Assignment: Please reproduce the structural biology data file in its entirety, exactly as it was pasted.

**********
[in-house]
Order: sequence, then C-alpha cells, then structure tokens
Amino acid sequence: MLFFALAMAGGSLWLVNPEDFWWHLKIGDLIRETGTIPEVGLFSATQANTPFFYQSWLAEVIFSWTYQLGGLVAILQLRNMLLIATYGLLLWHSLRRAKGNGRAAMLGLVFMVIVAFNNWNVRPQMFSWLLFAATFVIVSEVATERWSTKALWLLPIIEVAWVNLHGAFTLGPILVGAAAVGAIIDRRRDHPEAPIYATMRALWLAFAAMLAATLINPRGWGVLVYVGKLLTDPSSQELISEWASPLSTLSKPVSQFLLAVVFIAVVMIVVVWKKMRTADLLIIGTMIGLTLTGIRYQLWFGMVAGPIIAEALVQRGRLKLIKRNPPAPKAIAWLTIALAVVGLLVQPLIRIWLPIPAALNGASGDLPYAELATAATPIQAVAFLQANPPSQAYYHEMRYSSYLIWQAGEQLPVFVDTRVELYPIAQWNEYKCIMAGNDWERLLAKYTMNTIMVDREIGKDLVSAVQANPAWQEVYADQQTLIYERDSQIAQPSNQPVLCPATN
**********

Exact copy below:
[in-house]
Order: sequence, then C-alpha cells, then structure tokens
Amino acid sequence: MLFFALAMAGGSLWLVNPEDFWWHLKIGDLIRETGTIPEVGLFSATQANTPFFYQSWLAEVIFSWTYQLGGLVAILQLRNMLLIATYGLLLWHSLRRAKGNGRAAMLGLVFMVIVAFNNWNVRPQMFSWLLFAATFVIVSEVATERWSTKALWLLPIIEVAWVNLHGAFTLGPILVGAAAVGAIIDRRRDHPEAPIYATMRALWLAFAAMLAATLINPRGWGVLVYVGKLLTDPSSQELISEWASPLSTLSKPVSQFLLAVVFIAVVMIVVVWKKMRTADLLIIGTMIGLTLTGIRYQLWFGMVAGPIIAEALVQRGRLKLIKRNPPAPKAIAWLTIALAVVGLLVQPLIRIWLPIPAALNGASGDLPYAELATAATPIQAVAFLQANPPSQAYYHEMRYSSYLIWQAGEQLPVFVDTRVELYPIAQWNEYKCIMAGNDWERLLAKYTMNTIMVDREIGKDLVSAVQANPAWQEVYADQQTLIYERDSQIAQPSNQPVLCPATN